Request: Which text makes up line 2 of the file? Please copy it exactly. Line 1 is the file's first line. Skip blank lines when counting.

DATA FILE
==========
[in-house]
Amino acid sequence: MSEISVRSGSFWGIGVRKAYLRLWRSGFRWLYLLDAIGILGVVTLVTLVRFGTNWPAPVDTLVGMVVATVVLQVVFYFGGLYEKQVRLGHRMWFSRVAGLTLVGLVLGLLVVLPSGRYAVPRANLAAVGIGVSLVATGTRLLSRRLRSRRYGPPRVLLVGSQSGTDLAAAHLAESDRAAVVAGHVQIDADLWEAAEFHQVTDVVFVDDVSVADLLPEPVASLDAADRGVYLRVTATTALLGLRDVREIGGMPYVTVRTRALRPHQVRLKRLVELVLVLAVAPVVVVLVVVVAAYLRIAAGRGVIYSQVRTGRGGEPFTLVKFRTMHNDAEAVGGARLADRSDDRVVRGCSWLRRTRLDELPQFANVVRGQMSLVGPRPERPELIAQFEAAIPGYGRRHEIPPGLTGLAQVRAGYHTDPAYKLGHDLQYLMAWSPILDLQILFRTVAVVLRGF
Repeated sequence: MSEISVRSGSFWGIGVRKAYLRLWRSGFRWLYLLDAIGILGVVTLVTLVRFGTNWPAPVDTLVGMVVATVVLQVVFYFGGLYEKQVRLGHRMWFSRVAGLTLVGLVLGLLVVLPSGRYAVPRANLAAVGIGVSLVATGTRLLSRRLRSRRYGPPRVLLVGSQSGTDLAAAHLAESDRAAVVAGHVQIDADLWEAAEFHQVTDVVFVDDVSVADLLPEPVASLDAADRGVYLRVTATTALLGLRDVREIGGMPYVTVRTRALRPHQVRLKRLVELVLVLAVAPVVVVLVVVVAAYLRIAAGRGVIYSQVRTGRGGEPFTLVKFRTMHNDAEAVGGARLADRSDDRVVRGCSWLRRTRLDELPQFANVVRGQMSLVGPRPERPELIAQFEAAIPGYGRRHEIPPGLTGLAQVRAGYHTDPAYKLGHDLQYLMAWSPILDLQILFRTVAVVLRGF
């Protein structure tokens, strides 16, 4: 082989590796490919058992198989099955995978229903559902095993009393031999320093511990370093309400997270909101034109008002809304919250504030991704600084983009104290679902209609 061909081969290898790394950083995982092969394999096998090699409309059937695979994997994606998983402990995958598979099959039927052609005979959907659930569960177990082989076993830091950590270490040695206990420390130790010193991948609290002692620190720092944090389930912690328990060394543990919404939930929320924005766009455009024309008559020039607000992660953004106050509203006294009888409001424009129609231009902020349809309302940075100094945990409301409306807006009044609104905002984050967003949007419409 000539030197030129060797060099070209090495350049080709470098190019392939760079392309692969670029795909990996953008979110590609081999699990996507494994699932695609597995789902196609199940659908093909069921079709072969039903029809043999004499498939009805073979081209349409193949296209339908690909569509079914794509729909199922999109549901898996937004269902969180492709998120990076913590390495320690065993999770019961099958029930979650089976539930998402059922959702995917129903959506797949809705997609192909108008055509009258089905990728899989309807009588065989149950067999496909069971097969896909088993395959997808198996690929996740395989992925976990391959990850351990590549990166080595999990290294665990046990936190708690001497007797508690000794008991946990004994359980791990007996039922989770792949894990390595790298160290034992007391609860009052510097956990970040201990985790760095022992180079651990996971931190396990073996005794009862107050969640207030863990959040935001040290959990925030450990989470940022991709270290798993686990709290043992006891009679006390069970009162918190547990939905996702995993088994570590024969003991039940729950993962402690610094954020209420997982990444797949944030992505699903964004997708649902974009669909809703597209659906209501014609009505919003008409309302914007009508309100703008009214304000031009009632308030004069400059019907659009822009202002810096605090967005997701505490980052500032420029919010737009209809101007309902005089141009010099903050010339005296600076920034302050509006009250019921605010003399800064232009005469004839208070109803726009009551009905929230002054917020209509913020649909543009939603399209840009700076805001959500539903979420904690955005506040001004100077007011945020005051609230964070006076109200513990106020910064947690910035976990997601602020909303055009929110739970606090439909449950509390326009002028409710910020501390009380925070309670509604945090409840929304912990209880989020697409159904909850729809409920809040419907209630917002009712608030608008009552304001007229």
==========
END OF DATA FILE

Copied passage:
Amino acid sequence: MSEISVRSGSFWGIGVRKAYLRLWRSGFRWLYLLDAIGILGVVTLVTLVRFGTNWPAPVDTLVGMVVATVVLQVVFYFGGLYEKQVRLGHRMWFSRVAGLTLVGLVLGLLVVLPSGRYAVPRANLAAVGIGVSLVATGTRLLSRRLRSRRYGPPRVLLVGSQSGTDLAAAHLAESDRAAVVAGHVQIDADLWEAAEFHQVTDVVFVDDVSVADLLPEPVASLDAADRGVYLRVTATTALLGLRDVREIGGMPYVTVRTRALRPHQVRLKRLVELVLVLAVAPVVVVLVVVVAAYLRIAAGRGVIYSQVRTGRGGEPFTLVKFRTMHNDAEAVGGARLADRSDDRVVRGCSWLRRTRLDELPQFANVVRGQMSLVGPRPERPELIAQFEAAIPGYGRRHEIPPGLTGLAQVRAGYHTDPAYKLGHDLQYLMAWSPILDLQILFRTVAVVLRGF